Six years ago, Shawn Contos was coaching wrestling at Eastwood High School. He is the grandson of the late Steve Contos, a Waite graduate and a member of that school’s athletic hall of fame for his football prowess. After a football career at the University of Michigan, Steve Contos once held NCAA Division I all-time receiving records. Steve went back to Waite to become principal. Shawn’s father, Mark Contos, is now the wrestling coach at Maumee High School, and Shawn is continuing the family tradition. Shawn is now part of the staff at Penn State University, where he serves as strength and conditioning coach. The Nittany Lions wrestling squad last month won its fourth consecutive NCAA D-I national title. Following the Nittany Lions’ narrow victory at the NCAA Championships, Penn State became just the third school in history to win four straight national championships, joining powerhouse programs Iowa and Oklahoma State. Contos, a 1993 St. John’s Jesuit graduate, joined head coach Cael Sanderson at Iowa State University during the 2008-09 season. Contos coached in Ames, Iowa for one year, leading the Cyclones to a third place finish at the NCAA Championships before Contos followed Sanderson to State College, Pennsylvania to start anew at Penn State. Contos credits PSU’s wrestlers for their ability to perform in the clutch. The Nittany Lions won the title by just 5½ points, edging Big Ten rival Minnesota, 109½-104 for the title. “(Wrestlers) Ed Ruth and David Taylor got some big wins for us at the end,” Contos said. “And there’s Jim English (who finished seventh at 149). He’s the feel good story of the tournament. I’m so happy for him and proud of him. He was granted a medical hardship by the NCAA and is in his sixth year. He wasn’t even our starter (early in the season). He was good, he faced injury, and he’s battled back through all of that.”

We will wrestle hard for seven minutes and wrestle hard in life. We’ll have fun in practice and try to get one percent better every day.

Shawn Contos Contos also credits the coaching staff, which in addition to Sanderson, includes the head coach’s brother, Cody, and Casey Cunningham, a Central Michigan alum. “We had one of the best plans that I’ve seen for wrestling,” Contos said. “It really showed at the national championship. This is a testament to Cael. It’s great to be part of his staff.” If you’ve heard of Sanderson, it’s probably because of the success he had wrestling at Iowa State. The Salt Lake City native went 159-0 from 1999-2002, winning four national championships and was the 2004 Olympic Champion at 84 kilograms (185 pounds). Sports Illustrated named his accomplishments during his college career as the second most impressive college sports feat behind the four world records Jesse Owens set in a single hour as a member of Ohio State at the 1935 Track & Field Championships. The success of the program can be traced back to Sanderson & Co. instilling a more disciplined regimen in Happy Valley when they arrived. “There were certain things that we weren’t accepting of like going out after matches,” Contos said. “We wanted guys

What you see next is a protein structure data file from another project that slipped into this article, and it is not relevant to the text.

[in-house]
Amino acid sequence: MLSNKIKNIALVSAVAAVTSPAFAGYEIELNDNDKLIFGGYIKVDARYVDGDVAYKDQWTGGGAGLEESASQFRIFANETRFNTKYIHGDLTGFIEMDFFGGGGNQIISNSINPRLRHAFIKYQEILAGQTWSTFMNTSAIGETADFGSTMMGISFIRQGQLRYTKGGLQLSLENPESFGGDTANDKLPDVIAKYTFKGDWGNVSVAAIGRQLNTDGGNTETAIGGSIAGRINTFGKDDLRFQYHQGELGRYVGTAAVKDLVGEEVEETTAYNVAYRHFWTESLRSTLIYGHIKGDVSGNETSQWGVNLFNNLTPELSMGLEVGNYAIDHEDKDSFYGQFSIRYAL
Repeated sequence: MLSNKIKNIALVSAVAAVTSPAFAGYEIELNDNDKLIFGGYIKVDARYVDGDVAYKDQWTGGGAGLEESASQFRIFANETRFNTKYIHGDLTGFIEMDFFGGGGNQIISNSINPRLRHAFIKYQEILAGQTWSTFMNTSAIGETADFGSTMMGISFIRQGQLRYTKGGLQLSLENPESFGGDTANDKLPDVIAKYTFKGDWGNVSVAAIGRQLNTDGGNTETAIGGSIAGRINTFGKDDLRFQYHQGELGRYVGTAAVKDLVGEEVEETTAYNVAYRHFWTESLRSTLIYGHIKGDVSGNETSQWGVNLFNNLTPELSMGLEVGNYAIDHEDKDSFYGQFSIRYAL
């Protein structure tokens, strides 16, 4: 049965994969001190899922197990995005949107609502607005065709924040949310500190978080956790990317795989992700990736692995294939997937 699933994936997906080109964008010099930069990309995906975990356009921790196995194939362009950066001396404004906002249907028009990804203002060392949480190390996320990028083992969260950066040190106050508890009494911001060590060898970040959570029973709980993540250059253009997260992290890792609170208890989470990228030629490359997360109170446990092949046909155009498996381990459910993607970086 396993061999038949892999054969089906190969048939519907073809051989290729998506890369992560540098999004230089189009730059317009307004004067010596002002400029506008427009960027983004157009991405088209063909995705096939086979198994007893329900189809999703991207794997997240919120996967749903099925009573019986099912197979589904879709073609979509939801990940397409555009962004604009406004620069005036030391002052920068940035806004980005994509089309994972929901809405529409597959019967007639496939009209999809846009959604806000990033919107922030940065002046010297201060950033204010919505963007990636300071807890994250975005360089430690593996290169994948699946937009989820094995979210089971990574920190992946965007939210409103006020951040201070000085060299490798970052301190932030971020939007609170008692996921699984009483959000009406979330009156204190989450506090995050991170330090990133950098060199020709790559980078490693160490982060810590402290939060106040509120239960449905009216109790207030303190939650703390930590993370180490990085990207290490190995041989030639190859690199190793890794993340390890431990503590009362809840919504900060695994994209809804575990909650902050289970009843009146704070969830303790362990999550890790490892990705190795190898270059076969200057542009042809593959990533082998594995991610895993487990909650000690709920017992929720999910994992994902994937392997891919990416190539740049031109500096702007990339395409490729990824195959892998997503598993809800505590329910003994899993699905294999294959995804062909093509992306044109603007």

99

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Holding wresters accountable The team has rules that hold its wrestlers accountable. For example, if an athlete does not attend class or is not at least five minutes early to a team meeting or practice, he’s supposed to attend “The Breakfast Club” on Saturday mornings where the players clean the mats and then study from 6-8 a.m. in the bleachers. “Our philosophy is not result-based,” Contos said. “The results will be there, we can accept that. We’re focusing on the process, the journey to get there, and we are about what we can control. We will wrestle hard for seven minutes and wrestle hard in life. We’ll have fun in practice and try to get one percent better every day. We’ve got a bunch of guys that love wrestling and are focused on getting better every day. That’s the way it is for our family, in practice and